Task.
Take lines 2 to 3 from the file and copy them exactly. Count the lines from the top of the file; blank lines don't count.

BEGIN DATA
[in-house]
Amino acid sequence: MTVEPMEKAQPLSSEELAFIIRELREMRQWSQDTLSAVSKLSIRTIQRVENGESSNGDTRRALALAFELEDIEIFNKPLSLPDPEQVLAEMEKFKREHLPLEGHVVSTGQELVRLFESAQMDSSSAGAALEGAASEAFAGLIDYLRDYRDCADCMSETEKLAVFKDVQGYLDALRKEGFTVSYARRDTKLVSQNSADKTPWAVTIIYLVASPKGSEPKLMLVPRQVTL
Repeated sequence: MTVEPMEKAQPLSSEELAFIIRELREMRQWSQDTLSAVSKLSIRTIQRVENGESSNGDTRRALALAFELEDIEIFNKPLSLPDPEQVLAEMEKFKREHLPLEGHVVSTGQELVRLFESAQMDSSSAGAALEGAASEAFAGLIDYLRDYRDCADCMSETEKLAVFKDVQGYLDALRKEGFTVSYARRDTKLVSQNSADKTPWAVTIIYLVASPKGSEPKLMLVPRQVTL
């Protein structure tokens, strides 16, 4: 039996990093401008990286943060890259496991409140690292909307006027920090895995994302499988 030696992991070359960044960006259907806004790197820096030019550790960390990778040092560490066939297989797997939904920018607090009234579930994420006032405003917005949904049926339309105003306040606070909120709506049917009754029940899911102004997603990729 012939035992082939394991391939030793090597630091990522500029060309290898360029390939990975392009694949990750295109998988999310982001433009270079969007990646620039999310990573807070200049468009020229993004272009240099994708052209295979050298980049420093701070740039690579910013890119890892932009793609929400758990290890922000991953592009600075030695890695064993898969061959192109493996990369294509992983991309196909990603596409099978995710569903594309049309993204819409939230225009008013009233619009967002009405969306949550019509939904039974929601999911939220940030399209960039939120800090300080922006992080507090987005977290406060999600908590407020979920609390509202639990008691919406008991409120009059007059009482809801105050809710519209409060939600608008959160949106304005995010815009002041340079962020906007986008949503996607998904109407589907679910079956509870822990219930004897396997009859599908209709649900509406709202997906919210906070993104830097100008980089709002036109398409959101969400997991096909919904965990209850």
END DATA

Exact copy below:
Amino acid sequence: MTVEPMEKAQPLSSEELAFIIRELREMRQWSQDTLSAVSKLSIRTIQRVENGESSNGDTRRALALAFELEDIEIFNKPLSLPDPEQVLAEMEKFKREHLPLEGHVVSTGQELVRLFESAQMDSSSAGAALEGAASEAFAGLIDYLRDYRDCADCMSETEKLAVFKDVQGYLDALRKEGFTVSYARRDTKLVSQNSADKTPWAVTIIYLVASPKGSEPKLMLVPRQVTL
Repeated sequence: MTVEPMEKAQPLSSEELAFIIRELREMRQWSQDTLSAVSKLSIRTIQRVENGESSNGDTRRALALAFELEDIEIFNKPLSLPDPEQVLAEMEKFKREHLPLEGHVVSTGQELVRLFESAQMDSSSAGAALEGAASEAFAGLIDYLRDYRDCADCMSETEKLAVFKDVQGYLDALRKEGFTVSYARRDTKLVSQNSADKTPWAVTIIYLVASPKGSEPKLMLVPRQVTL